This article is taken from the December/January 2022 issue of The Critic. To get the full magazine why not subscribe? Right now we’re offering five issue for just £10.
You will not find a better illustration of the decidedly unhinged anti Israel obsessiveness of the Woke Left than this sentence appearing in Janine di Giovanni’s article (“Stateless in Gaza”, November 2021):
“Even North Korea has slammed Israel for turning Gaza into a human slaughterhouse.”
So Israel, by implication, is worse than North Korea, and is supposed to take moral lessons even from that benighted Stalinist dystopia?
Di Giovanni evidently sees the world, and the Israel/Palestine conflict, in Manichaean terms: Palestinians good; Israel bad. You will not find in her article even the hint of a suggestion that perhaps some of the problems in Gaza might be even a tiny bit self inflicted?
No acknowledgement that the response to Israel’s withdrawal from Gaza was the election of an Islamist government that demonises Jews, rejects any form of compromise, and is committed to the violent overthrow of the Jewish state; no recognition that when confronted with rockets fired indiscriminately at its civilian population, Israel has no other choice than to defend itself, as any other country would be bound to do in similar circumstances.
But these salient facts that are clearly rather relevant to a balanced assessment of the conflict do not accord with di Giovanni’s narrative. To her, the Palestinians are pure victims of a demonic incarnation of Evil, with no capacity for moral agency, no need to take responsibility, and no ability to exercise choice.
It is fortunate for the Palestinians, however, that there is after all a choice. The Abraham accords, although dismissed by di Giovanni, does give us grounds for hope. Many Arab governments now realise there is much to be gained by overcoming their long standing hostility to Israel, and forging instead cultural and commercial ties of friendship.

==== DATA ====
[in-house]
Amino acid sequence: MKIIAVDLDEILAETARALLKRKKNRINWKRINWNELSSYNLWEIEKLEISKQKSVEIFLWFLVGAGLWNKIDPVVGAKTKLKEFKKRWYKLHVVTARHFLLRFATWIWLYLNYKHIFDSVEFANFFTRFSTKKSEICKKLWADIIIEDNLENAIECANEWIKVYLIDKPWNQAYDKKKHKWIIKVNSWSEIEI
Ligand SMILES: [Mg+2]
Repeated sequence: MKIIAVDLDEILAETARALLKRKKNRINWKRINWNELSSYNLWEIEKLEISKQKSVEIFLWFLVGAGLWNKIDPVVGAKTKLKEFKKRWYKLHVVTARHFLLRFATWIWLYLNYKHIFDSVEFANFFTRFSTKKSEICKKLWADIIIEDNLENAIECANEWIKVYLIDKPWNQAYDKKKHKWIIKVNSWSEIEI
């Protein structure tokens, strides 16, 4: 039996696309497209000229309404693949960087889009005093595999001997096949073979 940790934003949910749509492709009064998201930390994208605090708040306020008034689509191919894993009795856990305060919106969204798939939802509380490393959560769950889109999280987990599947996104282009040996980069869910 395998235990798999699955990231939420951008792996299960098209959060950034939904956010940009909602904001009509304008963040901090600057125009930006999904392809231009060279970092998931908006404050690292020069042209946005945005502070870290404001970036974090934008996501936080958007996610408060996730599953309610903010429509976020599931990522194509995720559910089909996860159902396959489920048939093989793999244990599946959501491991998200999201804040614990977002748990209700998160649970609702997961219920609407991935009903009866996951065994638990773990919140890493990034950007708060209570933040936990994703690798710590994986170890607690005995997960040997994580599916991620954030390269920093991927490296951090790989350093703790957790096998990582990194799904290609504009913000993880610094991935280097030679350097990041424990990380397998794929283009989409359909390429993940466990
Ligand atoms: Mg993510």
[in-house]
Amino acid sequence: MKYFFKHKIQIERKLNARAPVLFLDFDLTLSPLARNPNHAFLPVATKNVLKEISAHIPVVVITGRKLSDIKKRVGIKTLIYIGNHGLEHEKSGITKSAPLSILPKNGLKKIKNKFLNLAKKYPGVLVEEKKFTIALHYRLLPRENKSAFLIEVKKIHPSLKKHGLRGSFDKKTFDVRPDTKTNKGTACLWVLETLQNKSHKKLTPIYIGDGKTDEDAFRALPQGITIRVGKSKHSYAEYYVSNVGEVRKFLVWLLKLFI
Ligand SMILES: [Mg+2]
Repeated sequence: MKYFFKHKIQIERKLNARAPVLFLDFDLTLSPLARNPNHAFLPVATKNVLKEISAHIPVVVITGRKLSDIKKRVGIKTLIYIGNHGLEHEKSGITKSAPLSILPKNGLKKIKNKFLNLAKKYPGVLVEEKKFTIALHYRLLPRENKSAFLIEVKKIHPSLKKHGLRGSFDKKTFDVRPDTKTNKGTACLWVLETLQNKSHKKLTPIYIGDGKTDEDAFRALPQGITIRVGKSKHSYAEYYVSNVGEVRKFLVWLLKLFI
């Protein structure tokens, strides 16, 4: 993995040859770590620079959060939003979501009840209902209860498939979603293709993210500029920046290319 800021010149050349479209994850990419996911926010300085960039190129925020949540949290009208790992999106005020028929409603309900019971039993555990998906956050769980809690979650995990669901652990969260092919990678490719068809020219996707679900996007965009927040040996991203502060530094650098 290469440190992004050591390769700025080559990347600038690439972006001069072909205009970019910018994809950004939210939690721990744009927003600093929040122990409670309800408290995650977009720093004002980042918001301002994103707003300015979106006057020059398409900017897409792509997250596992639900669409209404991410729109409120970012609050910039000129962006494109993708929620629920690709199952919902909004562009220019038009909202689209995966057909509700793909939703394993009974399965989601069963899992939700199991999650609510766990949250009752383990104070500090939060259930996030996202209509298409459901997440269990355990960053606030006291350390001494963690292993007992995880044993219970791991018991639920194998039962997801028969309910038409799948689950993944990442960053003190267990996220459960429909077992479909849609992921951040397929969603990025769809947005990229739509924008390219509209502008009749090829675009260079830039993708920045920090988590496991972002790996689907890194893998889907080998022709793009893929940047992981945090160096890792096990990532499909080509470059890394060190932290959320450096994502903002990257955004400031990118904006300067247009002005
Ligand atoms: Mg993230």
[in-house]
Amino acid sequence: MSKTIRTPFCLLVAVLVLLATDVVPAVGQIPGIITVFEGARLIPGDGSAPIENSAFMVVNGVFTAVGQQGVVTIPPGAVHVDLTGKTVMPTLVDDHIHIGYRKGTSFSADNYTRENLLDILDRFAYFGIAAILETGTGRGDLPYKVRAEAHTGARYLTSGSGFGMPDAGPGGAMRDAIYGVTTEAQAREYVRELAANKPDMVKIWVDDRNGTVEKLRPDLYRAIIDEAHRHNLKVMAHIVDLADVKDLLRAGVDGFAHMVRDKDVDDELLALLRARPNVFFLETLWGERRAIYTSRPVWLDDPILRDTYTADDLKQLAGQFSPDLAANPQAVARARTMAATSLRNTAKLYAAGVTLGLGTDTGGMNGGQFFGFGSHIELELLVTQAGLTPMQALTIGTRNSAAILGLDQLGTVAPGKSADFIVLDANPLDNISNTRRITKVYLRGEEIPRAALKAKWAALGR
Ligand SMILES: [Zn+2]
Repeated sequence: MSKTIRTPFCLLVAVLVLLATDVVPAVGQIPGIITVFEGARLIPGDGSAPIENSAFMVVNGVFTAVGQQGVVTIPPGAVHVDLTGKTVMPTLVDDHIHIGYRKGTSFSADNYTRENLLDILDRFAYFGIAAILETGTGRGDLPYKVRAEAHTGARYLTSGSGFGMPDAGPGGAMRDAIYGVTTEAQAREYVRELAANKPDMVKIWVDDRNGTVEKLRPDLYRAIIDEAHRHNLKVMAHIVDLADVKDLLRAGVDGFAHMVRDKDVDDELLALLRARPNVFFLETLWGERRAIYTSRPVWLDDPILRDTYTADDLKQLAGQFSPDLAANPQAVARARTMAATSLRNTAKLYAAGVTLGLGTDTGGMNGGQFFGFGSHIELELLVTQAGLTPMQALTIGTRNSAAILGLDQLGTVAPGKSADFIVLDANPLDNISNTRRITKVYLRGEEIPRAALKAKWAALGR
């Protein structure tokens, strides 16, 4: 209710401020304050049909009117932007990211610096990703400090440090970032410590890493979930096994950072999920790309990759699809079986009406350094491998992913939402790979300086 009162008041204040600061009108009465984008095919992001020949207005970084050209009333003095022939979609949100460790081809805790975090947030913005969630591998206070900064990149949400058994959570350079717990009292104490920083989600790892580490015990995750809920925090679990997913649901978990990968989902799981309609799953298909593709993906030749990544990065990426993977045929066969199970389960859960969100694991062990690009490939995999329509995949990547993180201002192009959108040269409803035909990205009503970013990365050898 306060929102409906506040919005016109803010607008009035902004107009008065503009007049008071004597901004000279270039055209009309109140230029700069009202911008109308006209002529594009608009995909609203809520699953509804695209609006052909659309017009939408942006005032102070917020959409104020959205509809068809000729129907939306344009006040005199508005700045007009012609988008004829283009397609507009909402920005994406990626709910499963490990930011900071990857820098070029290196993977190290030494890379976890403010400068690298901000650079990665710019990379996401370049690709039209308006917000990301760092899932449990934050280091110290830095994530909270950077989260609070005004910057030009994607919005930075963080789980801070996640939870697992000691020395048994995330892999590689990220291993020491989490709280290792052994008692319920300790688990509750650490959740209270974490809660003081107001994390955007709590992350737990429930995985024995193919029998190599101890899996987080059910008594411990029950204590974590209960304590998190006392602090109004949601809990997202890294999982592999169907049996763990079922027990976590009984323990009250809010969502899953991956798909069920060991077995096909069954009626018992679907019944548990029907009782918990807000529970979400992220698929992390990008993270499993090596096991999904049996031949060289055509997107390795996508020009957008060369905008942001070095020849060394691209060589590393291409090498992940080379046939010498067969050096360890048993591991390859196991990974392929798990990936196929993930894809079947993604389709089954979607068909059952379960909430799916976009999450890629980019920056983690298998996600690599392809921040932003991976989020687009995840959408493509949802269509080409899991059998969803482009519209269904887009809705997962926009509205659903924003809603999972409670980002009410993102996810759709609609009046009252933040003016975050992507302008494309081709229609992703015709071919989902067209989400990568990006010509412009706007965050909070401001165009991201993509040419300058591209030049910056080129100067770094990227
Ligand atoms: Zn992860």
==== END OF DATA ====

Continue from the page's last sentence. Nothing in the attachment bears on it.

If di Giovanni really cared about Gaza, if as she says, she really wants to see an International Airport built, and the beaches teeming with tourists (as in Dubai), perhaps she should be persuading her Palestinian friends that there are actually better ways to achieve peace and prosperity than by indulging their genocidal fantasies of destroying Israel.
Singing the blues
Nick Timothy (“This Sporting Life”, November 2021) writes that “not many fans like Manchester City, but City are disliked more because they are not deemed a Proper Club. Their success is bought, their history is limited.”
Some facts. It was City who turned Manchester, at the end of the nineteenth century, from what was then a rugby city, to a football city.
For some years into the twentieth century, the FA Cup — and not the league — was the real prize. City were the first Manchester club to win it, around the time United were formed. City also won the FA cup some 60 and 30 years before that history reeking club Liverpool.
City also won European honours before “Proper Club” Liverpool and were the first English club to win a domestic and European double. We have also had the largest crowd at a club stadium (84,569 in a sixth round FA Cup game against Stoke on 3 March, 1934).
It is also dispiriting to read that old canard about the Etihad stadium. “But Man City, who inherited their stadium from the taxpayer after the 2002 Commonwealth Games, have lost what little soul they once had,” Timothy writes.
But without City agreeing to take the stadium over after the Commonwealth games, there was a danger of the games either not happening or being hugely diminished.
We enabled the Commonwealth Games and the huge boost to the local economy they brought about, we pay rent on the stadium and have partnered massive redevelopment of what was, in reality, a vast and decaying scrap yard.
Success was bought. And United and Liverpool and Chelsea and Arsenal did not do the same? Mr. Timothy should take a look at United’s books for Ferguson’s first six season — they made huge loss after huge loss buying up all the best British players. And then won the league. But didn’t “buy it”?
And not even a mention of what has been some of the most extraordinary football the English game has witnessed, changing the way we play the game right down to lower divisions.
The new puritans